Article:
More than a third of senior doctors and dentists have been victim to bullying behaviour ranging from violence to exclusion which left some fearful of going to work, according to a survey of workers.
A major survey released by the Association of Salaried Medical Specialists (ASMS) today reveals 37.2 per cent of senior doctors and dentists said they had been bullied. More than two-thirds, or 67.5 per cent, of survey participants had witnessed colleagues being bullied.
Behaviour described in the report, which was carried out in June with a 40.8 per cent response rate, ranged from violence, threats and intimidation through to humiliation, allegations and gossip.
Report author Dr Charlotte Chambers called the findings "shocking" and said the flow-on effects of this was likely a lower level of care being offered to patients.
"If you're being bullied by someone in your workplace environment, you're going to be feeling like you're constantly being scrutinised, and you're likely going to feel intimidated," she said.
"This is going to have an effect on the level of care patients are receiving."
Many survey participants who reported being victims of bullying referenced "pulling back" from their work in order to cope. Another 64 participants said the bullying had made them contemplate or make plans to leave the profession.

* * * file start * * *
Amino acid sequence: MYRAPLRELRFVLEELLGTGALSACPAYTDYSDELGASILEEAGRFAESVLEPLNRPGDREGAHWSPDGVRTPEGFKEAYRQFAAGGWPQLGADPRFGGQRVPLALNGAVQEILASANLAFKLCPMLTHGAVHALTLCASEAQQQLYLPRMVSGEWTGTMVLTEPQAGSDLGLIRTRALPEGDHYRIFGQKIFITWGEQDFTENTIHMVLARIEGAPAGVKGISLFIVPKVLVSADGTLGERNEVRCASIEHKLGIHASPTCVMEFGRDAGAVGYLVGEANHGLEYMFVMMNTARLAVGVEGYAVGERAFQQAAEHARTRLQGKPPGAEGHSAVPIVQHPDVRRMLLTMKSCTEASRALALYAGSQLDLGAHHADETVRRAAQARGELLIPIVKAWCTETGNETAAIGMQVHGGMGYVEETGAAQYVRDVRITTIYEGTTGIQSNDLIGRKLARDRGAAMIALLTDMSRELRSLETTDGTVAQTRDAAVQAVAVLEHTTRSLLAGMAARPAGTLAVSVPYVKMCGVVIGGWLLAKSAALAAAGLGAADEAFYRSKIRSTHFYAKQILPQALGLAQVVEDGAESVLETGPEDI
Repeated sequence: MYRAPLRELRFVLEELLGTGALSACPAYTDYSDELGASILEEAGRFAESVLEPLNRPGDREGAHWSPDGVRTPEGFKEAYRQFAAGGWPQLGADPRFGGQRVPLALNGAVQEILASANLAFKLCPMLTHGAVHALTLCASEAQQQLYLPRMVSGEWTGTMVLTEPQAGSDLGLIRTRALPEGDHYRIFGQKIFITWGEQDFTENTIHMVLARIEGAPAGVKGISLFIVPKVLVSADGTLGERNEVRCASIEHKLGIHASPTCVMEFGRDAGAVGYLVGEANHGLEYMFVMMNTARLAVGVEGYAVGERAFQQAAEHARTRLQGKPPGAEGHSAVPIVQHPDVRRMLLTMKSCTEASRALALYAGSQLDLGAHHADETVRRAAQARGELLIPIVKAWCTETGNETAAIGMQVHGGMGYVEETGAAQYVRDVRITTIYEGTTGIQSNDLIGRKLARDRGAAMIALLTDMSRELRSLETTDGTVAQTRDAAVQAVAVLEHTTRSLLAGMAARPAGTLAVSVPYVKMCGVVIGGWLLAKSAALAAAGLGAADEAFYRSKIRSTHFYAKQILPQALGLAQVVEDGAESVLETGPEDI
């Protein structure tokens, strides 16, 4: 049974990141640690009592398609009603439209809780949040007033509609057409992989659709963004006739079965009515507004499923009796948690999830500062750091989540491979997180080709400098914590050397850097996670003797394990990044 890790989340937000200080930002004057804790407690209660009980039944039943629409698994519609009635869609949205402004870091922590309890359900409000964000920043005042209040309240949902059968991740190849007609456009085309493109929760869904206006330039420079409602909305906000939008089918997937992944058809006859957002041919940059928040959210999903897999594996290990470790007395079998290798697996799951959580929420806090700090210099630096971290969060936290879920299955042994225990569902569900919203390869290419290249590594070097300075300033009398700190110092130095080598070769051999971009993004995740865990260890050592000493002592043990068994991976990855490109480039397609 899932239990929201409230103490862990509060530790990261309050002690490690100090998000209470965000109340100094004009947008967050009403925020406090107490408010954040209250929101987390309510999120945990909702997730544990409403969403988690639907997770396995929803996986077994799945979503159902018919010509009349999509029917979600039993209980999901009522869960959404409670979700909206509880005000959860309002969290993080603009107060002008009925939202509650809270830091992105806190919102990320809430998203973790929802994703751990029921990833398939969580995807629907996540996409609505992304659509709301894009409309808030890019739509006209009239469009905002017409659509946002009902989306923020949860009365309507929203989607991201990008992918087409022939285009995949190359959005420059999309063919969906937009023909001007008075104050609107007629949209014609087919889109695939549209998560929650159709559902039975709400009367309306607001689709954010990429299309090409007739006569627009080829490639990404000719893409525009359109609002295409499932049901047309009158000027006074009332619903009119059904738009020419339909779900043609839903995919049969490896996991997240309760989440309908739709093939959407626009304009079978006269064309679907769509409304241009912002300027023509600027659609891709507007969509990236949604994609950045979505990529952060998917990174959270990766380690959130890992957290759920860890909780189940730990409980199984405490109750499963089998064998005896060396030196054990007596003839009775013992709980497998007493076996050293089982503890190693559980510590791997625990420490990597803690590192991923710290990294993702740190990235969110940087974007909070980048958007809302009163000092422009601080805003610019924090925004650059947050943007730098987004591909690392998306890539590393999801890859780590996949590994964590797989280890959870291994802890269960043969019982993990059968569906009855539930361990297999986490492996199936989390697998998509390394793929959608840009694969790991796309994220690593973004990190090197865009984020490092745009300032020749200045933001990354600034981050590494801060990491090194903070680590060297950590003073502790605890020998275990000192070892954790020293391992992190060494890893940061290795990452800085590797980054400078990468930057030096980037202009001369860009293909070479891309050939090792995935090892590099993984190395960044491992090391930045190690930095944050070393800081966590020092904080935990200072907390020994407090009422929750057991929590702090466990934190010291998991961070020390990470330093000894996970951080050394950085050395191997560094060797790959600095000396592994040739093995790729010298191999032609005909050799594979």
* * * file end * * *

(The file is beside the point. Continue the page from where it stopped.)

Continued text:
Anonymous comments from participants noted consequences of the bullying ranged from "poor sleep" due to anxiety to more extreme cases where doctors were fearful going to work.
"I feel as if I am being watched the whole time. I feel as though it doesn't matter how good my clinical work is, that my manager and [clinical director] will find a way to put a negative spin on it… I have lost confidence in myself as a doctor and a person", one worker wrote.
Of the doctors and dentists that reported being bullied, only a third said they reported what was happening - something Chambers said was symptomatic of a workplace culture issue.
"The reasons that they aren't reporting it is because they don't think they will be supported."
Chambers linked the prevalence of bullying at the senior level of the public health sector with high workplace demands.
ASMS executive director Ian Powell said that rang true with previous research highlighting burnout in the profession, and a health system "groaning under the pressure of years of neglect".
Powell said a number of DHBs were already making positive moves in taking up initiatives to address bullying and other problematic behaviours, but more needed to be done.
"Much more is required at a systemic level to provide adequate levels of workforce resourcing and to bring about meaningful culture change within hospitals."
Options suggested in the report included training, education and restorative practices as well as improving reporting systems. Complainants needed a "safe" process that wouldn't impact their career, it said.
Copies of the report had been issued to the chief executives of all district health boards as well as the new Minister of Health, David Clark.